The Red Cell’s latest research looks at the EU’s hidden layer of administration and governance. The Tangled Web: Dealing with EU Agencies after Brexit reflects on a massive growth industry in the EU. Today, Euroquangos employ 15,000 people and operate a budget of €10.1 billion. Clearly, this is not small beer territory but high ABV % Burton on Trent land, and should be an area of considerable focus for Brexit planners.
Their interpretation will clearly vary from case to case. Some institutionally are straightforward duplicates of national counterparts, undertaking missions that currently have minimal or a shared treaty foundation, but whose simple existence provides cover for the Commission or MEPs to justify their own ambitions to gain greater powers down the line. By contrast, a small number of others generate output that has a direct bearing on the interoperability of certain sectors. The question that arises in the latter case is therefore: can the same effect be duplicated by setting up an external liaison mechanism, and by providing legal cover for existing agreements to transition into bilaterals?
In most cases, it would appear to be so. The assessment reached is that of the 53 Agencies, only two merit something approaching formal UK affiliation; eight require a liaison role through a form of “Strategic Association”; while the rest (all 43 of them) can be dealt with by checking their website and picking up the phone. Clearly, much is dependent on how quickly legal bridges can be constructed to span those areas where treaty continuity is essential after Brexit, though in most cases a preliminary review would suggest this is an issue of specifics rather than generic concern.
So what then should be the guiding principles used to drive the audit, and what do ministers and civil servants need to plan around conceptually? The Red Cell report identifies seven themes.
In the first instance, association should default to the most minimalist level, unless a practical need for closer administrative cooperation is proven. What can be achieved by a phone call or monitoring a web site should be left at informal intergovernmental level. The default should not be to begin with where we are at now, if we are to make the most of the opportunities of Brexit.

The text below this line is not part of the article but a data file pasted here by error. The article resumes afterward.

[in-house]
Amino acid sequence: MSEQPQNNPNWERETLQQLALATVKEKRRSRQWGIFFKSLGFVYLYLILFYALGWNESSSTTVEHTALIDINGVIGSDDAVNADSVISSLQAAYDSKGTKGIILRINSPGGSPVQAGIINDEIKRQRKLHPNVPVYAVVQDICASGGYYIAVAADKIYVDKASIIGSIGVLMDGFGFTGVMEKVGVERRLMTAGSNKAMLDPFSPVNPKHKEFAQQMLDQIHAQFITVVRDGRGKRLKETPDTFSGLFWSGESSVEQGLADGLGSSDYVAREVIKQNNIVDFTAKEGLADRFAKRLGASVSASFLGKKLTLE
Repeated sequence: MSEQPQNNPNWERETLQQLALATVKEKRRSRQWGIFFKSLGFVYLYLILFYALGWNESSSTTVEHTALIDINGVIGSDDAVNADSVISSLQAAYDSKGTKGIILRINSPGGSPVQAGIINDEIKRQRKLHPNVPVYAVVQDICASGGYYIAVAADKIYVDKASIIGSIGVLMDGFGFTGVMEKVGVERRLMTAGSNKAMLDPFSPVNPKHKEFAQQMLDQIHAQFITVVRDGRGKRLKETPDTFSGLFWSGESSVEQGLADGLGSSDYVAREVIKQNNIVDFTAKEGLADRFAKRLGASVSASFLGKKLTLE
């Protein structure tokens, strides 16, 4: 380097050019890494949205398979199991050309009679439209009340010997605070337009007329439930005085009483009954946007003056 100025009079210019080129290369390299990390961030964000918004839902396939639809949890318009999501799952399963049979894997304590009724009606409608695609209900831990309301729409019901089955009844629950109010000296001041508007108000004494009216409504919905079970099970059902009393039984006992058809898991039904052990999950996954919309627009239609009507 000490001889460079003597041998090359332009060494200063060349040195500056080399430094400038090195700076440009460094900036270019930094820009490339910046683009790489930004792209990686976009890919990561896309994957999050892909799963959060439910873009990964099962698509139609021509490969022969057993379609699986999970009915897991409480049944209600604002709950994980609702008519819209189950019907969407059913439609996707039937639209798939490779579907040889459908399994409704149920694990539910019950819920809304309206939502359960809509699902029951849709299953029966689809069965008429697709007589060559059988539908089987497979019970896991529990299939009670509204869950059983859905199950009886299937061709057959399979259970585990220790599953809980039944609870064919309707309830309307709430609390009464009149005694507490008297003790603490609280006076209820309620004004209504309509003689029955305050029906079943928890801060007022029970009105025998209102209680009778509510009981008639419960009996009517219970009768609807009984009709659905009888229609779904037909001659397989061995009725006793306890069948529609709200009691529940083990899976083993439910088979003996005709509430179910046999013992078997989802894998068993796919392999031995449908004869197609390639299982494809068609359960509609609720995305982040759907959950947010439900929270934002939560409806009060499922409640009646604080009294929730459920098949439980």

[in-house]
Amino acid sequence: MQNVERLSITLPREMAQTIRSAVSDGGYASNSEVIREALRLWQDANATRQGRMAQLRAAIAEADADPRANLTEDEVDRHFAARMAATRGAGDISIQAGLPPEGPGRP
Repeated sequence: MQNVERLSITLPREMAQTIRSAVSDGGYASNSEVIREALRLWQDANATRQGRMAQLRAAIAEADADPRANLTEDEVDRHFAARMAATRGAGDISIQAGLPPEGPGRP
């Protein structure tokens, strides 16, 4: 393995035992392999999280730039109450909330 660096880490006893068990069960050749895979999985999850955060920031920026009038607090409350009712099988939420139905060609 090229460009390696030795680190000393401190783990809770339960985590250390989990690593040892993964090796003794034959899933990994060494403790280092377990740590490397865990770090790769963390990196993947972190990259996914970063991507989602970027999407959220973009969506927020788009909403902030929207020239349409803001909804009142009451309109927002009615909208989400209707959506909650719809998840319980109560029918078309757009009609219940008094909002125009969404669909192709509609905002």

Secondly, planners need to appreciate why that concept of institutional distance is inherently desirable. Euroquangos constitute an enduring element of political risk, owing to the strategic objectives of the EU. They are also a long term distraction and complication for UK delegates sitting in those international bodies that generate trading standards and which should constitute the priority arena.
Meanwhile, the nature of future cooperation should not be set up in such a way as to give one part of Whitehall a courtier’s monopoly. That risks generating a vested interest held by one department, supporting the body accruing powers at the expense of competing departments, but at actual cost to collective sovereignty.
Priority should be given to points of liaison that focus on cutting and pre-empting technical barriers to trade.
Fifthly, the money issue. Juste retour should apply: the funding of programmes should, taken collectively, be cost neutral in terms of the budget that comes back. The UK should no longer be subsidising expenditure done in poorer EU states – unless, that is, the Government is planning on taking those net sums off the 0.7% international development target, which one doubts.
Sixthly, any cooperation should not include automatic obligations for the UK to legislate, which must be the preserve of Parliament. As a future paper by the Red Cell will explore, the UK also needs in the interim to develop better mechanisms for monitoring how global standards are set, as it becomes closer in the food chain to the standards being set at their global source.
Finally, and associated with that theme of good governance, while UK quangos may in some cases initially take over from Euroquangos as a default, change must not end there. An opportunity exists for significant reforms of the national system of off-books government, with powers returning to more direct democratic supervision through ministers within departments, greater Parliamentary oversight, devolution to regional government level (and, importantly, beyond), and more direct legislative responsibility and accountability.
The EU Agencies collectively constitute a huge subject matter spanning the concerns and output of most government departments. To do the subject(s) justice, each Agency merits a paper in its own right. No doubt Whitehall is already well into the process of doing just that. Hopefully though, this research will encourage auditors to be justly bold in their approach and not take the assumed ‘benefits’ of current affiliation at face value. Otherwise, our fleet of Euroquangonauts will be orbiting us in great cost and numbers for a long time yet to come.